Hundreds of thousands of Metropolitan Transportation Authority (MTA) New York City Transit subway customers were victimized this morning by a massive theft of copper cable from A line subway tracks near Howard Beach, Queens. Limited A train service is being restored at this moment but residual delays will persist throughout the day.
“This morning’s service disruption was directly caused by the theft of cable from along the subway right of way. This led to delays and crowding along all 31 miles of the A train, and forced thousands of Rockaways customers to use shuttle buses to get to work,” said MTA New York City Transit President Carmen Bianco. “We are working closely with the NYPD Transit Bureau to help them investigate this crime and identify the culprits responsible.”
The loss of the subway power cables forced the MTA to suspend service between Rockaway Boulevard and Broad Channel stations and replace it with shuttle buses during the morning rush. While limited A train service is being restored, shuttle buses will continue until service fully resumes through the Rockaways. Service will be suspended and replaced by shuttle buses again tonight for more emergency repair work overnight.
This crime also disrupted service along the entire length of the A and C lines. Subway trains stored in the Rockaway Park yard are trapped there and cannot be used for service. Trains in service on the A line cannot use the terminals at Far Rockaway-Mott Av and Rockaway Park-Beach 116 St to turn around, further limiting capacity along the line. Some A trains are terminating at Euclid Av, where the C usually terminates, forcing a reduction in C service as well.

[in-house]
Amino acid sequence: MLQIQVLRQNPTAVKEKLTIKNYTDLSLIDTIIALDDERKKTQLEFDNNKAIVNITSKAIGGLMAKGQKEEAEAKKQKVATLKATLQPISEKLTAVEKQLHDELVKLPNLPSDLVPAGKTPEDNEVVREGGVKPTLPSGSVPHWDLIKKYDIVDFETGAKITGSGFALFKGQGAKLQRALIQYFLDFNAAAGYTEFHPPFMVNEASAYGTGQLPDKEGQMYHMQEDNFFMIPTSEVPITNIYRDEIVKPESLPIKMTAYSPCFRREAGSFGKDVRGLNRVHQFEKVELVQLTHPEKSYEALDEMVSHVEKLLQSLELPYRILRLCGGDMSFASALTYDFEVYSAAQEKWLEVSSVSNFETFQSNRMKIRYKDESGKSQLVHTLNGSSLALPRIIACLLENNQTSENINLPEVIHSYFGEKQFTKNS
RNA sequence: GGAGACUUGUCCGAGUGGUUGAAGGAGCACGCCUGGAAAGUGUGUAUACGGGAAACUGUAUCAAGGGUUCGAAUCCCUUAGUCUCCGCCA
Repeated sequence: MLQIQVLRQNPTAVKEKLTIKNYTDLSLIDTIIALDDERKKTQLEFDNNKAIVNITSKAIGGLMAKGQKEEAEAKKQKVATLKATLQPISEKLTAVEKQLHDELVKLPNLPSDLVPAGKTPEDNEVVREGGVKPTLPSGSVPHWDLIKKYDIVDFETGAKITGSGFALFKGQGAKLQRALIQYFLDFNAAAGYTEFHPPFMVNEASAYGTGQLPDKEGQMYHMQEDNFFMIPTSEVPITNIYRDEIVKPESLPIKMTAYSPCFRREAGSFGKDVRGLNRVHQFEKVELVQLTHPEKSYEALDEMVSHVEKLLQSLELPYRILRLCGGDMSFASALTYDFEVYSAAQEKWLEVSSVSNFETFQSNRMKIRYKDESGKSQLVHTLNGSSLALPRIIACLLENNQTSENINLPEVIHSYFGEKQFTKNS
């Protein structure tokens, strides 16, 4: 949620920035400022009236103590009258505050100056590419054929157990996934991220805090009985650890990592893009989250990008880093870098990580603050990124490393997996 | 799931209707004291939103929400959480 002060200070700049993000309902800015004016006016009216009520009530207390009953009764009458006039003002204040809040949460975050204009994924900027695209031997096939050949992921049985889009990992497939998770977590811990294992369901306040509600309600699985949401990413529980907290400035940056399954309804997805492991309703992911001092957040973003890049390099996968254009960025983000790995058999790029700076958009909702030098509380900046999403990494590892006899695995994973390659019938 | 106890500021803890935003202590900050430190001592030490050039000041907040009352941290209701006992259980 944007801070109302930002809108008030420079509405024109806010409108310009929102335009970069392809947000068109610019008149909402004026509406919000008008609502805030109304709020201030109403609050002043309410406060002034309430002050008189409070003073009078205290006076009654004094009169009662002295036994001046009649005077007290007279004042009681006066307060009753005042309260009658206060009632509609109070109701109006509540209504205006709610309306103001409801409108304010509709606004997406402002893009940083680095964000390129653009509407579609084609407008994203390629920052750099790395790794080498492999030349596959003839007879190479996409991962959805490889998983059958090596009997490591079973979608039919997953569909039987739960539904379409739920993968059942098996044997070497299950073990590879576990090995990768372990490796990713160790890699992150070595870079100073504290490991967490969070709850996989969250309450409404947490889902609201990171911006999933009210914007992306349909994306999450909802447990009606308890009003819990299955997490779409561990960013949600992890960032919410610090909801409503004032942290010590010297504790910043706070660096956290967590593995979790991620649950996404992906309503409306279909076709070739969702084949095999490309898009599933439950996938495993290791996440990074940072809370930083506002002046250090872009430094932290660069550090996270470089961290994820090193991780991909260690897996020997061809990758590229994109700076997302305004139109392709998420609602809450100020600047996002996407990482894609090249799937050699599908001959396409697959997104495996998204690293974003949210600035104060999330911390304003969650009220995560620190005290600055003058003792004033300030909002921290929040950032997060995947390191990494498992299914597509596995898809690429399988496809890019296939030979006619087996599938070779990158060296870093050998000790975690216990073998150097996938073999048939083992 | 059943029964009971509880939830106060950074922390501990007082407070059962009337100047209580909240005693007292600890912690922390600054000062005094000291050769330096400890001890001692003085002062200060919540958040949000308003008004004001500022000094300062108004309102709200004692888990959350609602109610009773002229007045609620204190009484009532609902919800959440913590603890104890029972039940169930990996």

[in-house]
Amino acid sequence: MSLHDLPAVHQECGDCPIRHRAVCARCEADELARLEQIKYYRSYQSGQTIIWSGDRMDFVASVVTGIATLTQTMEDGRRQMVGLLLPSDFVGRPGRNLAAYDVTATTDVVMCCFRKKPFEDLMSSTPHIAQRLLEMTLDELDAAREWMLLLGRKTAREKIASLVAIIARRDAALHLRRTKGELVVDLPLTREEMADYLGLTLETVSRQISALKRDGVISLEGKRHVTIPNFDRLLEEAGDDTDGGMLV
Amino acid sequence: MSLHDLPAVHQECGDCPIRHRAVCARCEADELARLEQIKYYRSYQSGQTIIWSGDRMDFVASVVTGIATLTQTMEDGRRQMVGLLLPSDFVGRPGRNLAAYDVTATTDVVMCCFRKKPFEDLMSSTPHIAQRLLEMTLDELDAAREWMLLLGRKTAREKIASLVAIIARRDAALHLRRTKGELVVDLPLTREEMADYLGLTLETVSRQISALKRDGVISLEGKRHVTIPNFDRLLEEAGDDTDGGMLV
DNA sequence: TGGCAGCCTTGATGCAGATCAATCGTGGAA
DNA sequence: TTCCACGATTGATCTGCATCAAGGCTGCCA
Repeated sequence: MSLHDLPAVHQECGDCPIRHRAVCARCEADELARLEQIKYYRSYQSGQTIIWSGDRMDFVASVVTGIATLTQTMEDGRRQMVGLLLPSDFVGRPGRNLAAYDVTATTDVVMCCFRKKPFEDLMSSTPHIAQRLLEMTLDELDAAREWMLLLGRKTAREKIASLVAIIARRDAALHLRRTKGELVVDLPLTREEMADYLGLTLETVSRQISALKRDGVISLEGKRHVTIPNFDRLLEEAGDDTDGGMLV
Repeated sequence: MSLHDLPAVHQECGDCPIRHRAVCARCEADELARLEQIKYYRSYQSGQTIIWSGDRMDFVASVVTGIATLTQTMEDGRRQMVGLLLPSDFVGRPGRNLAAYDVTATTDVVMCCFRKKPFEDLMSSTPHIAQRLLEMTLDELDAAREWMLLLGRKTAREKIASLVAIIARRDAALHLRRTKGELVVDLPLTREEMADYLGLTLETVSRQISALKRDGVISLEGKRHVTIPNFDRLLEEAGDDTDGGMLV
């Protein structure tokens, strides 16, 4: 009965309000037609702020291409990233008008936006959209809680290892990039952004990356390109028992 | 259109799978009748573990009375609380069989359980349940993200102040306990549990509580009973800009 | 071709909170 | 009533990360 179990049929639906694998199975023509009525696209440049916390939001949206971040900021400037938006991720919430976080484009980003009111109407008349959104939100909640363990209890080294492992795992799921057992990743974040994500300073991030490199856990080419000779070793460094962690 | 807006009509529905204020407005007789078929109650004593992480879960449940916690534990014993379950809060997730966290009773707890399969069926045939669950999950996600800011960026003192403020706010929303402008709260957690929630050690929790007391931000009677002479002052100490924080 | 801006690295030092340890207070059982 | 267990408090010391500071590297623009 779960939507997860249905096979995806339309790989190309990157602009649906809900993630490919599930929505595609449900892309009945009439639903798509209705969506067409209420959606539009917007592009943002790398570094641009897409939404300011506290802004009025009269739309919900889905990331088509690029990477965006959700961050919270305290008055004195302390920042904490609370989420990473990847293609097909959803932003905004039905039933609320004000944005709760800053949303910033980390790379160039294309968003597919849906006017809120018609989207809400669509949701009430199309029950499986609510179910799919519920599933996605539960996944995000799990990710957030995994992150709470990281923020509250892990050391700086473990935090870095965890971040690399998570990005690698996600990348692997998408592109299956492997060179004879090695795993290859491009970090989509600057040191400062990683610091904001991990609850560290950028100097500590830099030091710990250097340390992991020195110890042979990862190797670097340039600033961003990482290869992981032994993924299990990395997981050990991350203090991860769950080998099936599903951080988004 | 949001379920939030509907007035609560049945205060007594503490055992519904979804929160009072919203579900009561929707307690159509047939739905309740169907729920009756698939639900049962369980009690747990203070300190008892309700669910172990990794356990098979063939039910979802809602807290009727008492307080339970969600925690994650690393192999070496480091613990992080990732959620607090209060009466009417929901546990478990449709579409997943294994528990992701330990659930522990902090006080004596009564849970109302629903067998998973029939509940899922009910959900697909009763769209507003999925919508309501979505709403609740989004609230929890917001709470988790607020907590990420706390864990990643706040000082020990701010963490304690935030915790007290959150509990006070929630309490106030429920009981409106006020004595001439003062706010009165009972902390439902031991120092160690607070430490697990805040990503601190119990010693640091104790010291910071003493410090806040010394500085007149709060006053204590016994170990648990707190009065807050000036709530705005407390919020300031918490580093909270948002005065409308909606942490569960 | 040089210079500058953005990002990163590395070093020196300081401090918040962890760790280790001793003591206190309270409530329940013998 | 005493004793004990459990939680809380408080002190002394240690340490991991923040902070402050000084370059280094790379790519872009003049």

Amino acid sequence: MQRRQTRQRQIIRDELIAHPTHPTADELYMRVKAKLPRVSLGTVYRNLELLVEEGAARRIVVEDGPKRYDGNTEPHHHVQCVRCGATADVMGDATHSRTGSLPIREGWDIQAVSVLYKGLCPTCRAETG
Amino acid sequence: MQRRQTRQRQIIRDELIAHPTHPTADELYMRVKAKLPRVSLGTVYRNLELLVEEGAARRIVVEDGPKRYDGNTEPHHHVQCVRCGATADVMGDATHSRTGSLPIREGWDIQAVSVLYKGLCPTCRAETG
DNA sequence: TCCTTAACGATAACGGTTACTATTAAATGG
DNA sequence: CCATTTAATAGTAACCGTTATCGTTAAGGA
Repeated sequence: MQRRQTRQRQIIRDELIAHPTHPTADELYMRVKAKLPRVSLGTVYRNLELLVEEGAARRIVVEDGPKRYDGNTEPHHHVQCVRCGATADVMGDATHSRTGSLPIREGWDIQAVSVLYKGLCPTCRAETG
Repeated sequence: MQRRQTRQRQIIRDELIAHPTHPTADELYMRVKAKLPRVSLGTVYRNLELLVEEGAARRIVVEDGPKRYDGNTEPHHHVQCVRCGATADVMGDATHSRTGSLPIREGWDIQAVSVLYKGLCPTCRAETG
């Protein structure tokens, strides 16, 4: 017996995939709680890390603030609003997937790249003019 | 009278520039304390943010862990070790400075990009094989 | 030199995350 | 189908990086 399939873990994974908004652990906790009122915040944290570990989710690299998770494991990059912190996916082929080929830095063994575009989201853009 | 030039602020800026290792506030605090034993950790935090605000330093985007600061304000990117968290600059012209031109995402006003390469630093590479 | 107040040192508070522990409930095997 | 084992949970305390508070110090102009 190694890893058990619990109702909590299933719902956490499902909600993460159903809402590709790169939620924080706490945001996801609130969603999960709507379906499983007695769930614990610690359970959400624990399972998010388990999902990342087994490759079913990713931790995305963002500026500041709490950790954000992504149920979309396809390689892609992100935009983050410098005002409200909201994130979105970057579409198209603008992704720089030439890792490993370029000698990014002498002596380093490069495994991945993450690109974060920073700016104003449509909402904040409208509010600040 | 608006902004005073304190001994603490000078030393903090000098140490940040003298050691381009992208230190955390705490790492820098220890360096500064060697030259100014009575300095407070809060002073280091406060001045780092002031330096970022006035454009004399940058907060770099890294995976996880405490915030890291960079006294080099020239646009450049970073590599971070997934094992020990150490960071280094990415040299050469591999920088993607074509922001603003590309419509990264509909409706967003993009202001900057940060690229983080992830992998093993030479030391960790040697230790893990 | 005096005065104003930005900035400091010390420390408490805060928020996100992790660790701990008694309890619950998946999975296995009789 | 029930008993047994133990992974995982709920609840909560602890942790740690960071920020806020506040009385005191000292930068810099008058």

The A and C lines carry 775,000 approximately customers per day, including 100,000 in the morning rush hour. The majority of those customers experienced delays and/or crowding due to this crime. The A train carries about 40,000 customers to and from the Rockaways each day, including 3,700 to Manhattan during the morning rush, none of whom were able to use the subways.
The cable theft was discovered at 11:22 p.m. Tuesday night when a northbound A train lost power north of the Howard Beach station. Crews brought in another train behind it, and the estimated 150 customers on board were able to walk through the trains to get back to the Howard Beach station at 12:09 a.m.
The power cable was presumably stolen to be sold as scrap. At least 500 feet of the valuable cable was discovered stolen from roughly 12 locations along the A train tracks near Howard Beach, and some signal equipment and track components were damaged as well by electrical current that could not flow through the cable. Crews are working to rebuild the damaged infrastructure as quickly as possible.